Feeding Cats – Do’s and Don’ts

Here are the essential things you need to know:

  • Cats have very specialised bodies and have evolved to eat a meat-based diet. See ‘Choosing Food‘ for more information, but a reminder here that a diet must be balanced, and that dog food is NOT appropriate
  • NEVER place food or water bowls near litter trays. Survival has taught cats to avoid sleeping and eating near their toilet, as that latter will attract predators
  • Each cat should have their own bowl. Sharing a vital resource such as food can lead to bullying and worsen relations between cats. Each cat should feel that they can eat in peace and not have to fight for their food, or cross a room where they are likely to be attacked. Would you want to have to share your plate with a sibling or friend for every meal?!
  • Provide more than one feeding area for multi-cat households, so that a more timid cat can eat in private without risking bullying from another cat. For strained inter-cat relationships, feed in separate rooms out of sight of each other. Would you want to eat every meal with a sibling peering over your shoulder waiting for leftovers?!
  • Food bowls and water bowls should be in different places, and not next to each other. A cat will naturally seek water as a separate activity to eating, and will not appreciate water with food particles in it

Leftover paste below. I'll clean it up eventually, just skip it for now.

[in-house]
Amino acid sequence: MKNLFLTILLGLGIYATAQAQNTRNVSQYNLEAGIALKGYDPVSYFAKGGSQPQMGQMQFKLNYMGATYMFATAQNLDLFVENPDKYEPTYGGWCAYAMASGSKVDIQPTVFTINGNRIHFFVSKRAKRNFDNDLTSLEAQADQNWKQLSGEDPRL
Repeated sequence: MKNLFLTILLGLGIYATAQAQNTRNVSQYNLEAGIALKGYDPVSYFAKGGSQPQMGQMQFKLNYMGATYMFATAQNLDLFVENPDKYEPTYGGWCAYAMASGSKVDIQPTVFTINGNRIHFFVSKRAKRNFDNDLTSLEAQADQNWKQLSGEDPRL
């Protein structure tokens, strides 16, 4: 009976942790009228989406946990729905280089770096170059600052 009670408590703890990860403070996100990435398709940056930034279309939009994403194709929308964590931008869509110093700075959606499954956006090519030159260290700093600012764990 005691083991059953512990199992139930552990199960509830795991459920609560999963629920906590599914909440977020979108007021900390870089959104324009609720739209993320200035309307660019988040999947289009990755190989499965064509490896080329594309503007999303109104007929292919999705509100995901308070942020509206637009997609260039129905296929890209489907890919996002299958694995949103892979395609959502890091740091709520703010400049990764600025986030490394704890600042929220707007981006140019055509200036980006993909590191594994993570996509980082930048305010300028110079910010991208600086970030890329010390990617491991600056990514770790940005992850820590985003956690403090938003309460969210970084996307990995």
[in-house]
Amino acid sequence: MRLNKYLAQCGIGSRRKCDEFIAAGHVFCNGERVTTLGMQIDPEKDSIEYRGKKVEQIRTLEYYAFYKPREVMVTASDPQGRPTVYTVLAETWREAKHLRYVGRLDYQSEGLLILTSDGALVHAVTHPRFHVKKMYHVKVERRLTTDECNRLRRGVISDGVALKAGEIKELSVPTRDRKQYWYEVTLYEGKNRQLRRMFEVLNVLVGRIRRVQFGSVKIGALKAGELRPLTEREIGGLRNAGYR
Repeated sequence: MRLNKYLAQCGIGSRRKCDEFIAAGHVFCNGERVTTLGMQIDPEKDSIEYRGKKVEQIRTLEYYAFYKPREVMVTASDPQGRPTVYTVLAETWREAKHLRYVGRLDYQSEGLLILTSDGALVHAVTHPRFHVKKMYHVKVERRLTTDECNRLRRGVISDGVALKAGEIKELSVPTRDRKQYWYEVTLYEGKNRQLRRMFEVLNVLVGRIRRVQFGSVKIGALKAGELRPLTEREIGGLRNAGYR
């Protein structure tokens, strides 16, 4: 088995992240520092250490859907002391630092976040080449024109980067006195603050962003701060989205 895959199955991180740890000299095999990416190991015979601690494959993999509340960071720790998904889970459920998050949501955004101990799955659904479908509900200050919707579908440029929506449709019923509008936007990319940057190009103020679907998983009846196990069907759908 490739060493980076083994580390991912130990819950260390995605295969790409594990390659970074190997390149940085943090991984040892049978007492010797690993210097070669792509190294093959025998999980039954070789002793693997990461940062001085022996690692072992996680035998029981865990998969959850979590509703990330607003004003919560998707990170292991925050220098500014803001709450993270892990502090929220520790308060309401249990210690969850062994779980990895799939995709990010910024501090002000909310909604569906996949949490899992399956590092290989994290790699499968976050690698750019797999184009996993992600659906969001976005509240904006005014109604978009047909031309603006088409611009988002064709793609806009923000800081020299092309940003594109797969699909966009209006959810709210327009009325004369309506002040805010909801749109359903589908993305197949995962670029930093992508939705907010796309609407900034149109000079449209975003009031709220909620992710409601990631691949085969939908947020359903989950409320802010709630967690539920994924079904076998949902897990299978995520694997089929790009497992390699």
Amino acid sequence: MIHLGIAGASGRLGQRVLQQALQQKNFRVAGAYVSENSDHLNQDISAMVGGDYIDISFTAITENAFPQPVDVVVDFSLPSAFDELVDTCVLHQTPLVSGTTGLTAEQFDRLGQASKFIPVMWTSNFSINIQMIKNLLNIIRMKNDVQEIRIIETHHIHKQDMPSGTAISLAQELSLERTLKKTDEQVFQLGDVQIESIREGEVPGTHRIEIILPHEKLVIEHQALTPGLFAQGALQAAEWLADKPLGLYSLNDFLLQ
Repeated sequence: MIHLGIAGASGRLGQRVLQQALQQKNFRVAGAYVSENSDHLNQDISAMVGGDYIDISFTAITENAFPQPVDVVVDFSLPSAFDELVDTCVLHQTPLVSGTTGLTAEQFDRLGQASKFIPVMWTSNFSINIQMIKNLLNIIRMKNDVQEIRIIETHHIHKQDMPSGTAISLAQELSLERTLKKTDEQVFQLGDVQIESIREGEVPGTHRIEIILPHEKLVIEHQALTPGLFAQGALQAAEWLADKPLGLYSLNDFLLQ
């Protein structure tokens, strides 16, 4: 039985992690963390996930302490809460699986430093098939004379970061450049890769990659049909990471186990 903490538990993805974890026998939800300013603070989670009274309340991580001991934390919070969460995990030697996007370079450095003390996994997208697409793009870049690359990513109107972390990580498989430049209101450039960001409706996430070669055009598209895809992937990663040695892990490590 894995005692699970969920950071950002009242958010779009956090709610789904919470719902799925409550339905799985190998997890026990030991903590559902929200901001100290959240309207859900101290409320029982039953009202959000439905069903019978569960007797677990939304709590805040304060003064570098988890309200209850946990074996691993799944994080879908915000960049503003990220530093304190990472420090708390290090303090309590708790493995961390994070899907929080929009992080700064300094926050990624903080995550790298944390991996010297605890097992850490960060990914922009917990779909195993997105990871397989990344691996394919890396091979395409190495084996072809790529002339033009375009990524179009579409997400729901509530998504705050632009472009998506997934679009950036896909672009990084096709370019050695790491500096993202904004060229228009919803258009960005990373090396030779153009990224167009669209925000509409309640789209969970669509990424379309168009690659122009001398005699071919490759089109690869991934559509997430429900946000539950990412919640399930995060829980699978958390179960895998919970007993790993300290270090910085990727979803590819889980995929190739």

• Treats should be just that – in small amounts, to reward good behaviour. Tuna, raw fish, human table scraps and milk are best avoided or fed as rare treats
  • Feed nervous cats on the side of the room furthest from the doorway, with the bowl a little way from the wall so that your cat may eat facing towards the room and doorway, keeping a lookout, rather than having to constantly look over their shoulder. Closing the door may help, leaving your cat alone during mealtimes
  • Cats will often eat grass to aid digestion or eliminate fur balls. Whilst this is nothing to be concerned about, if your cat vomits or retches regularly then this is not necessarily normal and should be checked by your vet
  • Cats may bury food if they have eaten enough – it doesn’t necessarily mean they don’t like the food. This is a strong protective instinct to avoid attracting predators to the area, and to hide their presence from other prey. If your cat does it regularly or obsessively, feed smaller meals, pick up uneaten food, and provide a greater proportion of food via puzzle-feeders
  • Finally, feeding a cat should involve some frustration and challenge, so a degree of ‘Feeding Enrichment’ should be employed


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